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Arrows frontman Alan Merrill was a young American pop star who had found success in Japan in the late '60s, when he realized he wanted to change his image before it was too late. After encountering drummer Hiroshi Oguchi through session work, the two artists decided to start working together on a project in 1971. Vodka Collins was a hard-working glam outfit that included bassist Take Yokouchi, and the trio started doing enough work to where they were getting noticed by the Japanese media. They scored a record deal and toured relentlessly through Japan, although they were oblivious to the fact that their management was robbing them of most of their money in the process. Tokyo-New York came out in 1973, right when the band was starting to understand how woefully underpaid they were. Merrill threatened to walk out of a 10,000-seat gig if his manager didn't begin to show them more profit, but his bluff was called, and he got on a plane to London that night to form the Arrows. Their short-lived history made a fan out of T. Rex singer Marc Bolan, and some have even claimed that David Bowie's Ziggy Stardust project was inspired by the band.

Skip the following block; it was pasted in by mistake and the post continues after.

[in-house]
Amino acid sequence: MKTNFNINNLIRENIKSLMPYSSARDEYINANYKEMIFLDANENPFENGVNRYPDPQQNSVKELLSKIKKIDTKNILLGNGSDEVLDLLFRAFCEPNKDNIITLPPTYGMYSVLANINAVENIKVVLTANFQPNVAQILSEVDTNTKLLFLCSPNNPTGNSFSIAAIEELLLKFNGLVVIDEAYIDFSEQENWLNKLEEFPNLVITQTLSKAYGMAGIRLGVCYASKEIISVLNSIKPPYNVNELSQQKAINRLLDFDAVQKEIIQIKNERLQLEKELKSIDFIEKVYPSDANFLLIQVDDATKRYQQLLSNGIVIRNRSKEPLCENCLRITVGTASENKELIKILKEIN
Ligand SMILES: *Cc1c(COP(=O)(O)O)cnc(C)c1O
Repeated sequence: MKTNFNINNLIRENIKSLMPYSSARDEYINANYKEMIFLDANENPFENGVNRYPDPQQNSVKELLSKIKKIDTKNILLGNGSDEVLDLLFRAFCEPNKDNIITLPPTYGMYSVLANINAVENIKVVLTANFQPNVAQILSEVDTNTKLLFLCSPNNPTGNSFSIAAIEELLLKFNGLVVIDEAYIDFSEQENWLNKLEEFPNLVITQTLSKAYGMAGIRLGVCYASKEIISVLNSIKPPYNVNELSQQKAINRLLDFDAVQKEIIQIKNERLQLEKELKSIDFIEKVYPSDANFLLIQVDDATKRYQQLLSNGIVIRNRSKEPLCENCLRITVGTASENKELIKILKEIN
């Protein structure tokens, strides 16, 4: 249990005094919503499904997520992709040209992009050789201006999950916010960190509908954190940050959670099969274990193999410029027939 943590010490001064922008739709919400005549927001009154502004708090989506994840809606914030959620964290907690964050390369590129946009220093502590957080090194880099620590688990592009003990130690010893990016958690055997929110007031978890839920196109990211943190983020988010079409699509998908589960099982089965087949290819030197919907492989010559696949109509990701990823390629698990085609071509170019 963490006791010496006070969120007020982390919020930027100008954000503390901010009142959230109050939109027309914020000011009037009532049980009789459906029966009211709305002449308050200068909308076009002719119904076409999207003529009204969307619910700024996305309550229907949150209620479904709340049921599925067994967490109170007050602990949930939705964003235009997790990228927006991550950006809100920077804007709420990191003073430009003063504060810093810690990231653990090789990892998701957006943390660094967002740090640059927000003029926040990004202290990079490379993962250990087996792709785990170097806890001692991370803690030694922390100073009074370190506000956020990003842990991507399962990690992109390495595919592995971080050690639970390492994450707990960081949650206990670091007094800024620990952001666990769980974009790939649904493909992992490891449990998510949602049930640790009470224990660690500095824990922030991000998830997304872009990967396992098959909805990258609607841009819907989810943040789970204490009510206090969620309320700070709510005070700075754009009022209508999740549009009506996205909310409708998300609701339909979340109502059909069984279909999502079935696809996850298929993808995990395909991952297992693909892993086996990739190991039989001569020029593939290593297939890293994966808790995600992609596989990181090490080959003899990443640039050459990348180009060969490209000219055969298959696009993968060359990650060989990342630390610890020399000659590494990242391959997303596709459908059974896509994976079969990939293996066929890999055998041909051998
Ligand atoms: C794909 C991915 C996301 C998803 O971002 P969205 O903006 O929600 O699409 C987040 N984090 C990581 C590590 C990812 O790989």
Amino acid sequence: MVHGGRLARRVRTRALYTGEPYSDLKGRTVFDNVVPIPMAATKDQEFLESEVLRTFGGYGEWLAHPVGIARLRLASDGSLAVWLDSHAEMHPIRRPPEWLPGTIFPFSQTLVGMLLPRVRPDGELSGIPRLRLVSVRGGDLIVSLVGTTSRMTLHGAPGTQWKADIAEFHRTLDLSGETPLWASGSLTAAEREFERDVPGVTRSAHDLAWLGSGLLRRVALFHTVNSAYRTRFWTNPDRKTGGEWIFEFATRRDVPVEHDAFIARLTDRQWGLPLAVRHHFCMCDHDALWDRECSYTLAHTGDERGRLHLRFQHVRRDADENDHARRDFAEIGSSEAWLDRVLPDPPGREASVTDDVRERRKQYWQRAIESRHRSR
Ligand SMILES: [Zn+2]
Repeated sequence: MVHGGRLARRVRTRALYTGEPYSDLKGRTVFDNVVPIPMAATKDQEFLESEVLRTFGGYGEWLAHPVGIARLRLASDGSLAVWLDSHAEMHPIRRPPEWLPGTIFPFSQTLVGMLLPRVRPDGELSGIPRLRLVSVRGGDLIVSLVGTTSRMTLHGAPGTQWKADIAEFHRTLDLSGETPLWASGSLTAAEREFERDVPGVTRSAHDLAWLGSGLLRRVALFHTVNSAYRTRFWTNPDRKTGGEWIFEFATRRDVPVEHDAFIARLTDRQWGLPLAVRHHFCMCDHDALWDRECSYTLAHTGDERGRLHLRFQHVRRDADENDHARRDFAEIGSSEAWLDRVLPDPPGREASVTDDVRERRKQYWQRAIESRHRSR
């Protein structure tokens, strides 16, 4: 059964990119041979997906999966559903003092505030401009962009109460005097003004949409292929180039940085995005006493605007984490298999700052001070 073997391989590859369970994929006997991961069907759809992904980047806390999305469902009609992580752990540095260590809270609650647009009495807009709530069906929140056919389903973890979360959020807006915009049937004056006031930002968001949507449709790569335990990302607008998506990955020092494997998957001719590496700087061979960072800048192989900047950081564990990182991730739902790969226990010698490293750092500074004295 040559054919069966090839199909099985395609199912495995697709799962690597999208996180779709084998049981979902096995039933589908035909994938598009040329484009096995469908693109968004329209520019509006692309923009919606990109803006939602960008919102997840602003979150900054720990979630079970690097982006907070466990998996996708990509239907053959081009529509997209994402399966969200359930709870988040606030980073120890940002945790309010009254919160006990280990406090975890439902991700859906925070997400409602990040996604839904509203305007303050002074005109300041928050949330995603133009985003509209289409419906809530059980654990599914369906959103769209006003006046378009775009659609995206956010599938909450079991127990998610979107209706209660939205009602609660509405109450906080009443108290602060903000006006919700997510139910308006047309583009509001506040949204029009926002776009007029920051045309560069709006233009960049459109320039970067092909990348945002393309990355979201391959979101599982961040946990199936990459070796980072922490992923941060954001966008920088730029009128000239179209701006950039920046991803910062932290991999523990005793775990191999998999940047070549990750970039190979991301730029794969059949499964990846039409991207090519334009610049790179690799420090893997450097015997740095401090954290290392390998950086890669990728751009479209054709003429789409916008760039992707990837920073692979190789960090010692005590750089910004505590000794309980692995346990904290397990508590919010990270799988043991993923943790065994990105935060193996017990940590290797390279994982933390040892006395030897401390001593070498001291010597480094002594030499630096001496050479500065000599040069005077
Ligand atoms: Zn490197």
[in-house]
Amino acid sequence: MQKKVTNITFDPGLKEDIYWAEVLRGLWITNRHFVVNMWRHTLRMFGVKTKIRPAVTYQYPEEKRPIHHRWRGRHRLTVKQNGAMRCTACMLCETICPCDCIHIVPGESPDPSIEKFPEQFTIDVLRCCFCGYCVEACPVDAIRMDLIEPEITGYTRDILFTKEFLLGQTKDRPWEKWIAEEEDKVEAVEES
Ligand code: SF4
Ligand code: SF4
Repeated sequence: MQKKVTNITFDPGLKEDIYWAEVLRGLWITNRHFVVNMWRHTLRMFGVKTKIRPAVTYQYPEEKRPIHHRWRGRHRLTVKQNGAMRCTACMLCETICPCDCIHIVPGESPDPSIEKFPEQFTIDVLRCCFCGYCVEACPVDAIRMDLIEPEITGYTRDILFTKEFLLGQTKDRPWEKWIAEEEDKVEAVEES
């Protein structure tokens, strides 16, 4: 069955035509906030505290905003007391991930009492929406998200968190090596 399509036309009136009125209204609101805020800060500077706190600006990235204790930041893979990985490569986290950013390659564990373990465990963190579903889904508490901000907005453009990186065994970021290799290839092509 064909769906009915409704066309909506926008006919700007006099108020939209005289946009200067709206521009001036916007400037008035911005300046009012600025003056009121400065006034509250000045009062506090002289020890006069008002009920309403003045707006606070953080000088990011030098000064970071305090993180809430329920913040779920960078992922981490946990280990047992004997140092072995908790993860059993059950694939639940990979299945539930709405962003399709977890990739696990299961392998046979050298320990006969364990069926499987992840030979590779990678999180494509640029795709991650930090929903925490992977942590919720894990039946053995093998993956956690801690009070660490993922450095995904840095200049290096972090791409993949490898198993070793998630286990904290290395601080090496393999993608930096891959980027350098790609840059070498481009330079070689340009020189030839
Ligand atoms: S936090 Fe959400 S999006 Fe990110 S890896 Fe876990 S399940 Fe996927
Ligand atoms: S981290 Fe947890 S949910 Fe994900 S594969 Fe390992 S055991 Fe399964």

They seemed finished, but the 1990 re-release of Tokyo-New York in Japan was so big that Merrill and Oguchi re-formed that year for a series of reunion shows. The reaction was so positive that, by the mid-'90s, the group was recording new albums with rhythm guitarist "Monsieur" Hiroshi Kamayatsu and bassist Masayoshi Kabe. They signed to Polystar to release Chemical Reaction in 1996, then switched to Tower Bounce Records for 1997's Pink Soup. By 1998, the band's situation was again quite tense and unhappy, as their label hastily released the inferior Boys Life collection of B-sides. On top of that, rumors of heroin abuse and Oguchi's ties to the Yakusa were too much for Merrill and he flew back to America, while Kamayatsu and Kabe quietly left the group at the same time. Despite the group's bizarre and disjointed history, they left behind a very interesting career and one great '70s glam rock record.
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